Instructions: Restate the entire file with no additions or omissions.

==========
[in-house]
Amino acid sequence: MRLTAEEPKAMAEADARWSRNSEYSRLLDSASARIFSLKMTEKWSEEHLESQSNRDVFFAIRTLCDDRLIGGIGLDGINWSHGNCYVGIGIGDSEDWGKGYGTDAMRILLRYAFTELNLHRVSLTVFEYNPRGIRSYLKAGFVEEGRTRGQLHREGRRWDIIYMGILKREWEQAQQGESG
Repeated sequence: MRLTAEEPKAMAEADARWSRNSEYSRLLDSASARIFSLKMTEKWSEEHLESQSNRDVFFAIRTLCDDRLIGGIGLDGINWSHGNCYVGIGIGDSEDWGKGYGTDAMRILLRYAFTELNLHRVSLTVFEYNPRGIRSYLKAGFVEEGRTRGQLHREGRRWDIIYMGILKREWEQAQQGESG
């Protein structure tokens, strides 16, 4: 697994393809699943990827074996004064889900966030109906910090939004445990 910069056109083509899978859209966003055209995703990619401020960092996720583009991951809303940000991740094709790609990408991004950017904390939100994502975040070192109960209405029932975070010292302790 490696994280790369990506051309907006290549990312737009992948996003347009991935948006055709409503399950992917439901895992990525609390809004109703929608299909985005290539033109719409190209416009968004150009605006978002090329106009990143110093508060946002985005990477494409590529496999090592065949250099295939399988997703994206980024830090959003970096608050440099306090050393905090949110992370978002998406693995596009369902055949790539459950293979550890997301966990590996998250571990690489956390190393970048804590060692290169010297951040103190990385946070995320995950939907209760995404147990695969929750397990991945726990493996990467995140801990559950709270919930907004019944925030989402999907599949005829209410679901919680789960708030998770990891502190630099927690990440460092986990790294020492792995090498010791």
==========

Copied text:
[in-house]
Amino acid sequence: MRLTAEEPKAMAEADARWSRNSEYSRLLDSASARIFSLKMTEKWSEEHLESQSNRDVFFAIRTLCDDRLIGGIGLDGINWSHGNCYVGIGIGDSEDWGKGYGTDAMRILLRYAFTELNLHRVSLTVFEYNPRGIRSYLKAGFVEEGRTRGQLHREGRRWDIIYMGILKREWEQAQQGESG
Repeated sequence: MRLTAEEPKAMAEADARWSRNSEYSRLLDSASARIFSLKMTEKWSEEHLESQSNRDVFFAIRTLCDDRLIGGIGLDGINWSHGNCYVGIGIGDSEDWGKGYGTDAMRILLRYAFTELNLHRVSLTVFEYNPRGIRSYLKAGFVEEGRTRGQLHREGRRWDIIYMGILKREWEQAQQGESG
């Protein structure tokens, strides 16, 4: 697994393809699943990827074996004064889900966030109906910090939004445990 910069056109083509899978859209966003055209995703990619401020960092996720583009991951809303940000991740094709790609990408991004950017904390939100994502975040070192109960209405029932975070010292302790 490696994280790369990506051309907006290549990312737009992948996003347009991935948006055709409503399950992917439901895992990525609390809004109703929608299909985005290539033109719409190209416009968004150009605006978002090329106009990143110093508060946002985005990477494409590529496999090592065949250099295939399988997703994206980024830090959003970096608050440099306090050393905090949110992370978002998406693995596009369902055949790539459950293979550890997301966990590996998250571990690489956390190393970048804590060692290169010297951040103190990385946070995320995950939907209760995404147990695969929750397990991945726990493996990467995140801990559950709270919930907004019944925030989402999907599949005829209410679901919680789960708030998770990891502190630099927690990440460092986990790294020492792995090498010791």